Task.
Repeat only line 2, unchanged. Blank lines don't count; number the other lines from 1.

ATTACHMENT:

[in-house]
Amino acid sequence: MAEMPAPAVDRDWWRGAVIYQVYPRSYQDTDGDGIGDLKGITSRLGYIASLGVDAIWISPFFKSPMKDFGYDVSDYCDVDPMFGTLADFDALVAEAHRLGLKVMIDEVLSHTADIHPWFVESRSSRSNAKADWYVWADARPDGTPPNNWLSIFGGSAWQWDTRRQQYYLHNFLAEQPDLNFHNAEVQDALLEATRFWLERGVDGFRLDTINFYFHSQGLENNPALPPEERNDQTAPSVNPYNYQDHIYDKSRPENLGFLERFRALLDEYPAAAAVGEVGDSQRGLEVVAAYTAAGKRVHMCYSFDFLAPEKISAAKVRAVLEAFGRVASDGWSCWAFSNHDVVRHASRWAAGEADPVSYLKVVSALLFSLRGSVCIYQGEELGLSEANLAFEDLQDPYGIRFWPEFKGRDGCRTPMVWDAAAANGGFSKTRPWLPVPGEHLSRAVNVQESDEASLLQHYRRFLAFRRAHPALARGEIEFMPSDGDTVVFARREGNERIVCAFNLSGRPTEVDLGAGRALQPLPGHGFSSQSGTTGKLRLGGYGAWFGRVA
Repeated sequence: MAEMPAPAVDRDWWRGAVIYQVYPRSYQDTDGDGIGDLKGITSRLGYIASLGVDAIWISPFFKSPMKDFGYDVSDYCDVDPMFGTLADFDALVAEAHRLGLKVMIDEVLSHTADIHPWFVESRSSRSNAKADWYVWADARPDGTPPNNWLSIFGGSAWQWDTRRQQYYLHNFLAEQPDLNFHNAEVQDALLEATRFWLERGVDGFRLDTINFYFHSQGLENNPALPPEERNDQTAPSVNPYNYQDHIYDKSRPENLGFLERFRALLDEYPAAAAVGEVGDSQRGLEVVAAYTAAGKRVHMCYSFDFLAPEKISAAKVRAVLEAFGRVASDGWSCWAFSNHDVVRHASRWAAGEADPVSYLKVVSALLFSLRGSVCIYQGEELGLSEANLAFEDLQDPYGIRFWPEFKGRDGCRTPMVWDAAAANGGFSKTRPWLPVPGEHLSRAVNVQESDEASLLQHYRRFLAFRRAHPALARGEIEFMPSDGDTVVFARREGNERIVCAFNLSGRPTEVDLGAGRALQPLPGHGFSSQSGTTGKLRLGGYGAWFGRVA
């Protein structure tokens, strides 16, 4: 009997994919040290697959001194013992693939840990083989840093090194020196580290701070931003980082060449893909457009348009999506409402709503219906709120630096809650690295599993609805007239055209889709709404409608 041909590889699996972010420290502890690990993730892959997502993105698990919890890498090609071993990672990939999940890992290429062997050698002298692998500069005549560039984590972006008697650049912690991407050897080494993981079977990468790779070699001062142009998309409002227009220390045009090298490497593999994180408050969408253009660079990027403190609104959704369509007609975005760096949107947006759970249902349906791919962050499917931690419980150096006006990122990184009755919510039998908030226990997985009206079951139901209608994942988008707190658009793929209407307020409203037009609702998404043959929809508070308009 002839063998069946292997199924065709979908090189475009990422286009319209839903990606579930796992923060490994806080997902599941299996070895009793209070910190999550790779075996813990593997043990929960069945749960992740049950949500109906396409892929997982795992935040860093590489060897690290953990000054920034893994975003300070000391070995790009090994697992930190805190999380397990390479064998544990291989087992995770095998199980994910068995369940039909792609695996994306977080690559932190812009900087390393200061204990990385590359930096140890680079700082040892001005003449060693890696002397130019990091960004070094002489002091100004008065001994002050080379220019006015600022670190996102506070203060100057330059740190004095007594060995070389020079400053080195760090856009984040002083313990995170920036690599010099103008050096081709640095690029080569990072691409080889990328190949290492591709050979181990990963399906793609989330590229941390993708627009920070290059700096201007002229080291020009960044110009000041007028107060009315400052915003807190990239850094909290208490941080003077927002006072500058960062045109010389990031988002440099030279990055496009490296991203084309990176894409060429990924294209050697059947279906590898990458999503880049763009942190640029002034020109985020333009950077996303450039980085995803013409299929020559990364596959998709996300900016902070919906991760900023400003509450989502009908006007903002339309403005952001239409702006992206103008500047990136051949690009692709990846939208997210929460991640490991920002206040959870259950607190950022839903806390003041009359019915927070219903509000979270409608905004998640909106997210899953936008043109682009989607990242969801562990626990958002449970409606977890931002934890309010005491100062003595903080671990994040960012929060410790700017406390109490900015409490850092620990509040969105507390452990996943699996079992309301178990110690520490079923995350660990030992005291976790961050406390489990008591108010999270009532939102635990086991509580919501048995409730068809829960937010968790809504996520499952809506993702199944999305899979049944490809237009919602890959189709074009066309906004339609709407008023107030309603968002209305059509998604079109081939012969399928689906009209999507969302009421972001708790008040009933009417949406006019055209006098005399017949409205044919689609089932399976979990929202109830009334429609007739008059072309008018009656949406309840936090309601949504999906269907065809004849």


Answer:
Amino acid sequence: MAEMPAPAVDRDWWRGAVIYQVYPRSYQDTDGDGIGDLKGITSRLGYIASLGVDAIWISPFFKSPMKDFGYDVSDYCDVDPMFGTLADFDALVAEAHRLGLKVMIDEVLSHTADIHPWFVESRSSRSNAKADWYVWADARPDGTPPNNWLSIFGGSAWQWDTRRQQYYLHNFLAEQPDLNFHNAEVQDALLEATRFWLERGVDGFRLDTINFYFHSQGLENNPALPPEERNDQTAPSVNPYNYQDHIYDKSRPENLGFLERFRALLDEYPAAAAVGEVGDSQRGLEVVAAYTAAGKRVHMCYSFDFLAPEKISAAKVRAVLEAFGRVASDGWSCWAFSNHDVVRHASRWAAGEADPVSYLKVVSALLFSLRGSVCIYQGEELGLSEANLAFEDLQDPYGIRFWPEFKGRDGCRTPMVWDAAAANGGFSKTRPWLPVPGEHLSRAVNVQESDEASLLQHYRRFLAFRRAHPALARGEIEFMPSDGDTVVFARREGNERIVCAFNLSGRPTEVDLGAGRALQPLPGHGFSSQSGTTGKLRLGGYGAWFGRVA